Sunday, March 9, 2008

Cervical Cancer Statistics and Gardasil

In preparing for this week's series on natural methods of preventing cervical cancer, I took a look at cervical cancer statistics as they relate to Gardasil.

Not every case of cervical cancer is caused by viral infection, and the human papillomavirus comes in a number of tumor-inducing strains. Gardasil protects against:

  • HPV6
  • HPV11,
  • HPV16, and
  • HPV 18,

but cervical cancer can also be caused by infections with the HPV33, HPV45, HPV52, HPV53, and HPV62 as well as other strains of the virus that are not covered by the vaccine. Moreover, women can be infected with more than one strain of the virus at the same time.

What do cervical cancer statistics tell us about how many women might get some real level of protection from Gardasil?

Outside the United States, particularly in the Caribbean and in Africa, HPV45 is the most common strain of human papillomavirus causing cervical cancer, and even in the United States, almost half of women infected with HPV are not infected with HPV6, HPV11, HPV16, or HPV18.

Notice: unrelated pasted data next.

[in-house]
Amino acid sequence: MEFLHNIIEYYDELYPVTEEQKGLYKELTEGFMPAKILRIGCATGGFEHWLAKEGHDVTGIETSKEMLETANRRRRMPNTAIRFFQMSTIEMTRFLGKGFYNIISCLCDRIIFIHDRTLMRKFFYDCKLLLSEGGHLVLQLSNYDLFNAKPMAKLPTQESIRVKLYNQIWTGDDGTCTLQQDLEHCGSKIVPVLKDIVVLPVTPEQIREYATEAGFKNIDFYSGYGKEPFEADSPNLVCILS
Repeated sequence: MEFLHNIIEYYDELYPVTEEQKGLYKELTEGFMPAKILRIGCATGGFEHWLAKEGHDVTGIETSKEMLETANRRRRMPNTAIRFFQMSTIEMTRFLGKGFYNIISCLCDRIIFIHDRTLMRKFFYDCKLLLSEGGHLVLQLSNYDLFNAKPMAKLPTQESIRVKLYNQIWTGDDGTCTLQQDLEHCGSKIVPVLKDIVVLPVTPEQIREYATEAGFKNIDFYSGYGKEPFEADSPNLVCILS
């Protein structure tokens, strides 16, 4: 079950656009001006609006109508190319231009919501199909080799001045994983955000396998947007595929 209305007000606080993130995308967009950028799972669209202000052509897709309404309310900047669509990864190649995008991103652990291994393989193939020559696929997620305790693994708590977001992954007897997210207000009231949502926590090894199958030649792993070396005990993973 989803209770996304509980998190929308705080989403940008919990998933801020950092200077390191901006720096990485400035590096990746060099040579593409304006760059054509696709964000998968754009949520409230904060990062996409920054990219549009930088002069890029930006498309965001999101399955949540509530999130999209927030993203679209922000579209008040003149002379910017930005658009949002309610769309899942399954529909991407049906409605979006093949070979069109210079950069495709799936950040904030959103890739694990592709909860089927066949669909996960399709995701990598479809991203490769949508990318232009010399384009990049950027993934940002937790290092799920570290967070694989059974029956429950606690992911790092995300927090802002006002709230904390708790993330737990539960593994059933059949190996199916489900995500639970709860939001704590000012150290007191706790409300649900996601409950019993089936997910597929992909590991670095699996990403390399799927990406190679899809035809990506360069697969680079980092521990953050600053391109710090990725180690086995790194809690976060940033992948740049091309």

There is a reason the vaccine makers concentrated on these strains, however. The kinds of human papillomavirus that infect women outside North America and that infect some women even in the United States tend to cause a "warty" tumor that can be located and excised. HPV18, in particular, tends to cause a highly invasive tumor that has to be caught early for treatment to be successful.

Gardasil, then, is not designed to prevent all cervical cancer, but it is designed to prevent the most invasive forms of the cancer. All sexually active women, particularly women on the Pill and women who smoke, still need to follow their regular schedule of Pap smears and cervical exam, and all women can still benefit from simple, diet-based natural methods of preventing cervical cancer.


Citation:
Sutton BC, Allen RA, Moore WE, Dunn ST.Distribution of human papillomavirus genotypes in invasive squamous carcinoma of the vulva. Mod Pathol. 2008 Mar;21(3):345-54. Epub 2008 Jan 11.

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